by: E.B. Johnson
It seems like no matter where you go in this world, there are those who vociferously deny science and all the plethora of evidence that comes with it. They deny climate change, life-saving vaccines, and even the glaring realities that are staring them in the face. Their denial knows no bounds, but where does it actually come from?
It turns out that there are a number of factors which can contribute to someone’s likelihood of denying science. From a desire to fit in with certain societal standards, to low scientific literacy and a commitment to conspiracies — learning how to communicate with those who deny science requires first understanding where the root of this denial comes from. If we’re ever going to fix the problems this planet has, we’re going to have to learn to trust one another and learn from each other.
Denial is a growing pandemic.
Incredibly, even though we live in the greatest in the period of greatest technological and scientific advancement, there is a growing trend of science denial across the globe. It’s become a badge of honor to deny the reality of things like the increasingly volatile climate, and it seems to be a point of pride to hold beliefs that are not only ludicrous, but dangerous and reckless too.
We’re going to have to overcome our inability to trust one another if we’re going to save our planet and our species. Time is running out, but communication and mutual understanding could make all the difference. Rather than looking to our ego to inform our decisions, we should look instead to our compassion and our common sense.
If we keep shouting one another down, we’re going to end up with nothing to show for it but heartbreak and upset. We have to find common ground and find more meaningful ways to relate to one another. Then we can begin to open up and begin to find the strength to trust in one another. Dealing with science-deniers in your life? Engaging in conflict won’t change their minds. Tapping into your compassion, though. That may be just the ticket.
Why they deny reality (and science).
There are a number of reasons behind someone’s ability to deny factual, scientific evidence. They may be clinging to beliefs handed down to them by society and a family they seek validation from. They may also harbor fiscal fears, or suffer from low scientific literacy and a high desire for self-preservation. Understanding the denier is the first step in helping them embrace reality.
One of the most common reasons people become compelled to deny science comes down to their fears. High among these fears can be fiscal fears, or the belief that major change will take your wealth and security from you. Maybe you’re afraid the truth will be too expensive to repair, so you ignore it altogether. The true expense, however, is the destruction that will come when fail to get on the same page and find common ground for our families.
Political allegiance can go a long way in informing someone’s likelihood to deny science or embrace it. We live in the age of political personality cults and this has taken a toll on our ability to reason and rationalize. Many believe the word of “their team” over reality, and deny anything that doesn’t align with what their leaders have told them. It’s tied to a sense of identity and belonging. By giving unquestioning allegiance, they are paid back in-kind with a superficial sense of belonging to a group.
The human species is one that is always looking out for its best interests. It’s only natural. In order for the species to survive, we have to survive. For our offspring to thrive, we have to thrive. Some people out there deny science because they perceive it to be a “change” to the world they know, and therefore a threat to their happiness. Acknowledging the truth would require so much pain / inconvenience. So it’s easier to deny science that disagrees with personal comfort. This crisis denial is dangerous.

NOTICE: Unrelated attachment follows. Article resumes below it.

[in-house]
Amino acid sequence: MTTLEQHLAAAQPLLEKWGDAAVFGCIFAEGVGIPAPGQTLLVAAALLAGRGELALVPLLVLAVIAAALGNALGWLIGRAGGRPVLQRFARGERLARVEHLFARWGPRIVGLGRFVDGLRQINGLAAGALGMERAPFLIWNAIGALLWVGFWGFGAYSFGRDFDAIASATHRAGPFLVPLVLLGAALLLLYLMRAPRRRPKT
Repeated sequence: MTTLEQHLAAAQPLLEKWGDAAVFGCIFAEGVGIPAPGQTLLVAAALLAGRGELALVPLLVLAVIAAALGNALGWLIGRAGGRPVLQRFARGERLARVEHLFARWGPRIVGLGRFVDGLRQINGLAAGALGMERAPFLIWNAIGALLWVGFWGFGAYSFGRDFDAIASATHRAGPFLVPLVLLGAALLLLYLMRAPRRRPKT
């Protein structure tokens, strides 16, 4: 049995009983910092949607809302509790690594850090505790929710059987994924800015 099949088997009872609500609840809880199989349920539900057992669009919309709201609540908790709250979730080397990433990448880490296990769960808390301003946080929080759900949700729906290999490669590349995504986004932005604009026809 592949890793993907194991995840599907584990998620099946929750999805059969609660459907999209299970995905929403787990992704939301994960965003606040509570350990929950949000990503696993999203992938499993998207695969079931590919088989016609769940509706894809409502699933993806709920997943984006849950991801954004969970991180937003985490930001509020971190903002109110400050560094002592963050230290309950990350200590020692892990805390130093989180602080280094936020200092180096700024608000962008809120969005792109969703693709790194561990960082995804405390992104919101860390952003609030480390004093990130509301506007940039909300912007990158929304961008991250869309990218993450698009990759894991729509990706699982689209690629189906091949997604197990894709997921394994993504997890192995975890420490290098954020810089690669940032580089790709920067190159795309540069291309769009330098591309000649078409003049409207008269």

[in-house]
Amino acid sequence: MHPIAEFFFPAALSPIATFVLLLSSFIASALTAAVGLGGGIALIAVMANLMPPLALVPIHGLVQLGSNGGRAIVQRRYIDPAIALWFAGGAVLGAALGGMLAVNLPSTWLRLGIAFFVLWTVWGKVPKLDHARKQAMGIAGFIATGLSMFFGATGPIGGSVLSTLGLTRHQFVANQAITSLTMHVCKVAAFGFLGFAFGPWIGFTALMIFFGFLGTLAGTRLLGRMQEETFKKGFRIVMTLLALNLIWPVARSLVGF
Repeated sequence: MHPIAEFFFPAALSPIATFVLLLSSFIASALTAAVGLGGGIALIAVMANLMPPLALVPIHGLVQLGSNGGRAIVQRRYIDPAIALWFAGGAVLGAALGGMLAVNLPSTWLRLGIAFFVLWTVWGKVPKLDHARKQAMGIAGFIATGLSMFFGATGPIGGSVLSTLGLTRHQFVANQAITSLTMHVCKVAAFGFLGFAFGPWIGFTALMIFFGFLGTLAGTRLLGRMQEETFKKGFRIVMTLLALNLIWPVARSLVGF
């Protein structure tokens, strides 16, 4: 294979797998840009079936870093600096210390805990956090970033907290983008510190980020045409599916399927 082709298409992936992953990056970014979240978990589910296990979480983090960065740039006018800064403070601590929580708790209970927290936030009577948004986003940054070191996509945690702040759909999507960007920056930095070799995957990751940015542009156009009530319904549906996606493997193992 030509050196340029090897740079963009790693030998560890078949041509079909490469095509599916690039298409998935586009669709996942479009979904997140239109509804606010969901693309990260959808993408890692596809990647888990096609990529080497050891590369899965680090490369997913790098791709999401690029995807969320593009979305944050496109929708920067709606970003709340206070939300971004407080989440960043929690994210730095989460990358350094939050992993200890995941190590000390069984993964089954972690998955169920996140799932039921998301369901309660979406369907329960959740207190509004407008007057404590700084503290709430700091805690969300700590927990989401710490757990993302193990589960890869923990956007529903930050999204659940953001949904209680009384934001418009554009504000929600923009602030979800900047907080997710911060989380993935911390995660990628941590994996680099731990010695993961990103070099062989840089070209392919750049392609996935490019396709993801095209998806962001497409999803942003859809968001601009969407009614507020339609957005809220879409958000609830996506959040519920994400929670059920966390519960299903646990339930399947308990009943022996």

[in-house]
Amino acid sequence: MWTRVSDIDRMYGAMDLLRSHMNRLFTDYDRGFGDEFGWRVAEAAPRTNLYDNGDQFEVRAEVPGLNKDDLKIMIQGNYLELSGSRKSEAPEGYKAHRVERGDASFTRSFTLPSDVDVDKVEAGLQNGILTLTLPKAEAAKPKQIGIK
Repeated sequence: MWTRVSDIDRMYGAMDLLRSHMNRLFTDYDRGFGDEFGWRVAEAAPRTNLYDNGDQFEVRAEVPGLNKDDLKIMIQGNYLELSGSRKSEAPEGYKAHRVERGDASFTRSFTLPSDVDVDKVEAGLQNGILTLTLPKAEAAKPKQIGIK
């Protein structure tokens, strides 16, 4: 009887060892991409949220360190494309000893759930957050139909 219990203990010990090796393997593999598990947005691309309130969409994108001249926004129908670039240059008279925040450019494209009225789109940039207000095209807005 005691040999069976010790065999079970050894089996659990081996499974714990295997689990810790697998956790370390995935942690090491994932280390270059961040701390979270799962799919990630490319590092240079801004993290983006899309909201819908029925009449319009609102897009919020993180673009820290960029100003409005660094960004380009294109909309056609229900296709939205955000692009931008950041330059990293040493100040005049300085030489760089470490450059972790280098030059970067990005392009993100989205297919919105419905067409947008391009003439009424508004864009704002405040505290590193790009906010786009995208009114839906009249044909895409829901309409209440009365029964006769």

Low scientific literacy
Are you someone who has had enough hands-on scientific experience to know that it’s real? You’re lucky. There are many in the world who don’t always get this experience, and this leads to a low level of scientific literacy. Your scientific literacy is basically your experience with science. Those who aren’t exposed to science during development can become fearful of it or think of it as “below them”. They may also perceive it to be something which is insignificant (or open for interpretation).
Believe it or not, religious conviction can go a long way in informing whether we will embrace or deny factually scientific evidence. Researchers noted that high religious conviction can lead to low faith in science and even low scientific literacy. It’s arguable that this conviction encourages faith in intangible personal beliefs. It’s strongly related to personal identity and the identities we form within our communities.
Investing in conspiracy
Conspiracy theories are everywhere these days. You can hardly jump onto the internet without being confronted with some new screwball idea which both baffles and confuses the mind. Those who invest in conspiracies can often see their beliefs spiraling further and further from reality, as they climb down rabbit-hole after rabbit-hole in search of more and more absurdity.
Array of inherited baggage
Some people deny science simply because they were raised to do so. The lessons our families teach us get stored as baggage deep, deep down inside of us. They are hard to overcome, even more so when we stay within reach of our family’s guilt and shame. In some families, ignorance is a badge of pride and the only mark of inheritance left to the clan. So the members wear it proudly, even as they doom themselves with their denials.
How to have a discussion with someone who denies the truth.
When it comes to communicating effectively with someone who denies science, we have to tread lightly. The way to best manage it is laid out by Scientific American, who explains the EGRIP technique — a means of compassionately talking to someone with different (and possibly incorrect) beliefs from your own. It’s all about finding the common thread of humanity between you both.
1. Deep-dive into emotions first ,
Although we tend to forget the fact, humans are animals and animals that we have had a long, long time to study. We’re emotional creatures, and our emotions move us to do everything from form beliefs to end relationships. They form the foundation by which we connect to others and see ourselves. They figure into our greatest triumphs and our loudest failures.
In order to get on the same page as someone with different beliefs from you, you need to understand their emotions and your own as well. Assume their emotions are getting in the way of their logic and examine what experiences may be feeding those emotions. Listen to what they say and set it within an emotional context.